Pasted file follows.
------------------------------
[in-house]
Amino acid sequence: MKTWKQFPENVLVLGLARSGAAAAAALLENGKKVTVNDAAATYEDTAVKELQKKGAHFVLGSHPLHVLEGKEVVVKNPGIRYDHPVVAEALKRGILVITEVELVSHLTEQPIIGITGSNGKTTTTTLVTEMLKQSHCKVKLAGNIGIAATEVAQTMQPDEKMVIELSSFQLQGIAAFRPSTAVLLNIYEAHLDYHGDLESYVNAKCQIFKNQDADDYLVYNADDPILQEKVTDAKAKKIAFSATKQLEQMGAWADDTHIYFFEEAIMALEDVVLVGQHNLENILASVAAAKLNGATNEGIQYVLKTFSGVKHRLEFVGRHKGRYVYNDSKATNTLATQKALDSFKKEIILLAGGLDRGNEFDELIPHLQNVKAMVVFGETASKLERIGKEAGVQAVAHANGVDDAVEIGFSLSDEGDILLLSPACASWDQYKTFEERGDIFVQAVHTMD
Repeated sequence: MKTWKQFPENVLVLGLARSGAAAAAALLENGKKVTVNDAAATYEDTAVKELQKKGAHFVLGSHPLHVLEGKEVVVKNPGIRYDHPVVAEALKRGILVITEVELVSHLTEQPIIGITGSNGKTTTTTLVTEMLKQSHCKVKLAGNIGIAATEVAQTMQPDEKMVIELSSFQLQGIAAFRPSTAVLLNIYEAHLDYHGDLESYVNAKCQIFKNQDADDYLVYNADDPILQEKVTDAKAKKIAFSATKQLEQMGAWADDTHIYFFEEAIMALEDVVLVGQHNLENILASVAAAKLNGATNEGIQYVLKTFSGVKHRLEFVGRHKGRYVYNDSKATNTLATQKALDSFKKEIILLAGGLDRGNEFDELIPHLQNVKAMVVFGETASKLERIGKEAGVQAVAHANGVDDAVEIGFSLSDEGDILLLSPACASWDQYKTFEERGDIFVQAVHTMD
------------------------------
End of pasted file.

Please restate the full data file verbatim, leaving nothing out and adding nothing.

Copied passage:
[in-house]
Amino acid sequence: MKTWKQFPENVLVLGLARSGAAAAAALLENGKKVTVNDAAATYEDTAVKELQKKGAHFVLGSHPLHVLEGKEVVVKNPGIRYDHPVVAEALKRGILVITEVELVSHLTEQPIIGITGSNGKTTTTTLVTEMLKQSHCKVKLAGNIGIAATEVAQTMQPDEKMVIELSSFQLQGIAAFRPSTAVLLNIYEAHLDYHGDLESYVNAKCQIFKNQDADDYLVYNADDPILQEKVTDAKAKKIAFSATKQLEQMGAWADDTHIYFFEEAIMALEDVVLVGQHNLENILASVAAAKLNGATNEGIQYVLKTFSGVKHRLEFVGRHKGRYVYNDSKATNTLATQKALDSFKKEIILLAGGLDRGNEFDELIPHLQNVKAMVVFGETASKLERIGKEAGVQAVAHANGVDDAVEIGFSLSDEGDILLLSPACASWDQYKTFEERGDIFVQAVHTMD
Repeated sequence: MKTWKQFPENVLVLGLARSGAAAAAALLENGKKVTVNDAAATYEDTAVKELQKKGAHFVLGSHPLHVLEGKEVVVKNPGIRYDHPVVAEALKRGILVITEVELVSHLTEQPIIGITGSNGKTTTTTLVTEMLKQSHCKVKLAGNIGIAATEVAQTMQPDEKMVIELSSFQLQGIAAFRPSTAVLLNIYEAHLDYHGDLESYVNAKCQIFKNQDADDYLVYNADDPILQEKVTDAKAKKIAFSATKQLEQMGAWADDTHIYFFEEAIMALEDVVLVGQHNLENILASVAAAKLNGATNEGIQYVLKTFSGVKHRLEFVGRHKGRYVYNDSKATNTLATQKALDSFKKEIILLAGGLDRGNEFDELIPHLQNVKAMVVFGETASKLERIGKEAGVQAVAHANGVDDAVEIGFSLSDEGDILLLSPACASWDQYKTFEERGDIFVQAVHTMD